What is aphasia?

Aphasia, also called dysphasia, is a language problem caused by brain damage. It makes it hard for people to talk, understand language, read, and write. Most often, it’s caused by strokes. About one in four stroke survivors have some level of aphasia.

Dysarthria is another speech problem that often happens with aphasia. It’s caused by nerve damage, making it hard to control the muscles used in speech. This makes speech sound slurred or unclear, and it can be tough to make certain sounds. When someone has both aphasia and dysarthria, it makes communication even more challenging.

Distinguishing between dysarthria and aphasia is vital for precise diagnosis and tailored treatment planning. Thus, a comprehensive assessment by speech-language pathologists or healthcare professionals is crucial for addressing both conditions effectively in individuals facing speech and language challenges.   The signs of aphasia vary depending on the part of the brain that has been damaged. However, types of aphasia include:

  1. Broca’s Aphasia (Expressive Aphasia): Individuals with this type struggle to find the right words, often resorting to single words or short sentences.
  2. Wernicke’s Aphasia (Receptive Aphasia): Those affected may have difficulty understanding speech or written language, even though they can hear or see the words.
  3. Global Aphasia: The most severe form, causing a significant loss of language abilities, including speaking, understanding, reading, and writing.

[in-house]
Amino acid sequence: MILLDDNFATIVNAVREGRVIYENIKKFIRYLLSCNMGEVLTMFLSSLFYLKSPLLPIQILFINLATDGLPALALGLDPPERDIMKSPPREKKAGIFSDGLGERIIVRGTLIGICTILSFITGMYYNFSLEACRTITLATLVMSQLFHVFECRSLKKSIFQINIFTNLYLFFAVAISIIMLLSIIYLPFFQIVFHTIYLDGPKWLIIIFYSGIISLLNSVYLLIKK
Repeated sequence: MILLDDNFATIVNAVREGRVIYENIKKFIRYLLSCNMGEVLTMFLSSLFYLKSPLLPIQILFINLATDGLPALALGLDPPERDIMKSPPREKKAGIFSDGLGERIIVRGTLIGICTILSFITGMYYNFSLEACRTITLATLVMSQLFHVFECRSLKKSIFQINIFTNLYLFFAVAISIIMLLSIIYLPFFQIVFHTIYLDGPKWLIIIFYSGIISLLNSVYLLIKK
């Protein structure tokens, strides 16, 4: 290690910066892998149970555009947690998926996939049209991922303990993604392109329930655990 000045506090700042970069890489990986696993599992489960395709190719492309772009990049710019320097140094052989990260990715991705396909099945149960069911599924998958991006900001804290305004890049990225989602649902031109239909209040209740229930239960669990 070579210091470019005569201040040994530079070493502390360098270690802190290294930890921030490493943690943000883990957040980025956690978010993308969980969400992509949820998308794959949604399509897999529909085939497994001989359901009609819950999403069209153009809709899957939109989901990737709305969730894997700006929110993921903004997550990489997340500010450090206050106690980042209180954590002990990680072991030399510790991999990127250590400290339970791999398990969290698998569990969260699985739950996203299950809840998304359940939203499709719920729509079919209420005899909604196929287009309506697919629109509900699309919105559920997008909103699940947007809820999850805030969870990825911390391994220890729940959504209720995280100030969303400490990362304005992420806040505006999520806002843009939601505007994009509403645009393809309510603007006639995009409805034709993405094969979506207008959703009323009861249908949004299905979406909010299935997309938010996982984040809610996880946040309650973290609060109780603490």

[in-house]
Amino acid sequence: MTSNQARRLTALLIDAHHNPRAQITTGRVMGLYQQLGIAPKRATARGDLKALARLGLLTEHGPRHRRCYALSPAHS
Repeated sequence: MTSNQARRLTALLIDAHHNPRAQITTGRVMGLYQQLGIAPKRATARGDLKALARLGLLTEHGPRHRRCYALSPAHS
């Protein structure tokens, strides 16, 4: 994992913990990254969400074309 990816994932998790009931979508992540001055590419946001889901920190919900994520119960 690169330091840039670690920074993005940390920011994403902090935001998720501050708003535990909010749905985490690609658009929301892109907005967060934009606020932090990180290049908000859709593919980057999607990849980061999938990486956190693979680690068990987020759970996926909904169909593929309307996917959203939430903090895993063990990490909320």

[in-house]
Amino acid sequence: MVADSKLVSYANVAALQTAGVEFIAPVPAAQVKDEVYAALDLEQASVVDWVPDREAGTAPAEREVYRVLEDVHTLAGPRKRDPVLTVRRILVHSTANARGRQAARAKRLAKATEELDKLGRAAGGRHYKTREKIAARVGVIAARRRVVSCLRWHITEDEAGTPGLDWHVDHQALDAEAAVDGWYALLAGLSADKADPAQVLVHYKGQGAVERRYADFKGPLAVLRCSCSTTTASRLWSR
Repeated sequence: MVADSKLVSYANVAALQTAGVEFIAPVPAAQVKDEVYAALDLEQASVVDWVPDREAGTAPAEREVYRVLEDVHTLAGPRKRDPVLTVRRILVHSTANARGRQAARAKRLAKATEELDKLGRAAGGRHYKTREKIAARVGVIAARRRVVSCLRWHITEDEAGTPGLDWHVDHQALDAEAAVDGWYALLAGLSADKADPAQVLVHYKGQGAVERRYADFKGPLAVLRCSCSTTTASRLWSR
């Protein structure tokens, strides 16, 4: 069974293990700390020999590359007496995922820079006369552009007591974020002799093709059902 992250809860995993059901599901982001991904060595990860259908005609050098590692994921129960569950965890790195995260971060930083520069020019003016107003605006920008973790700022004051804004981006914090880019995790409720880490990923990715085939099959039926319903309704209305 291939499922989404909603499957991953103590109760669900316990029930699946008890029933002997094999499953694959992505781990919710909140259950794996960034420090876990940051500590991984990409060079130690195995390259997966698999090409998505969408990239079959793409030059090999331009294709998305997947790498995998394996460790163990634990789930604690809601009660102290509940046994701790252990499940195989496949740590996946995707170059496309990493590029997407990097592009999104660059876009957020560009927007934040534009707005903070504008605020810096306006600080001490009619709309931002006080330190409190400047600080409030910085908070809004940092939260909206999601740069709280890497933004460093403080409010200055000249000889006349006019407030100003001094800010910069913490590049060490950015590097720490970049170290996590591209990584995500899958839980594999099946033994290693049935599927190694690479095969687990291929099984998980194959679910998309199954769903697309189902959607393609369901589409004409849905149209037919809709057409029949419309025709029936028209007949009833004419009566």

4. Anomia or Amnesia Aphasia: Difficulty in recalling specific words for objects, people, places, or events.

Who is most likely to develop aphasia?

While aphasia can affect individuals of any age, it predominantly occurs in middle-aged and older adults, often precipitated by strokes or traumatic brain injuries.

Signs of aphasia

  • Speaking slowly, with very long pauses.
  • Difficulty finding the right word when speaking.
  • Missing words in a sentence or putting them in the wrong order.
  • Difficulty naming objects.
  • Being unable to write a sentence.
  • Saying one word while meaning another i.e. ‘yes’ instead of ‘no’.
  • Speaking without any meaning.
  • Being unable to write a sentence.
  • Finding it difficult to understand when there is background noise or many people talking at the same time in a group.

How to diagnose aphasia?

Aphasia is usually diagnosed by a speech and language therapist or a doctor.  Other tests will usually be done to look for the cause of aphasia. This can be either an MRI or CT-scan.

Aphasia treatment

Treatment for aphasia primarily revolves around speech and language therapy, tailored to the individual’s specific challenges. Therapeutic interventions may include:

  • Memory enhancement exercises.
  • Sentence construction exercises.
  • Reading and writing rehabilitation.
  • Alternative communication strategies.

Overall, a multidisciplinary approach involving therapists, caregivers, and healthcare professionals is essential for managing aphasia and promoting effective communication and quality of life for affected individuals.

Communication group

Join the stroke communication group every two Fridays at Croí House from 11am to 12:30pm. This supportive environment helps individuals with stroke-related communication difficulties connect and learn from each other. For more information, contact Elizabeth Kinneen at elizabethkinneen@gmail.com or the Croí House health team at healthteam@croi.ie

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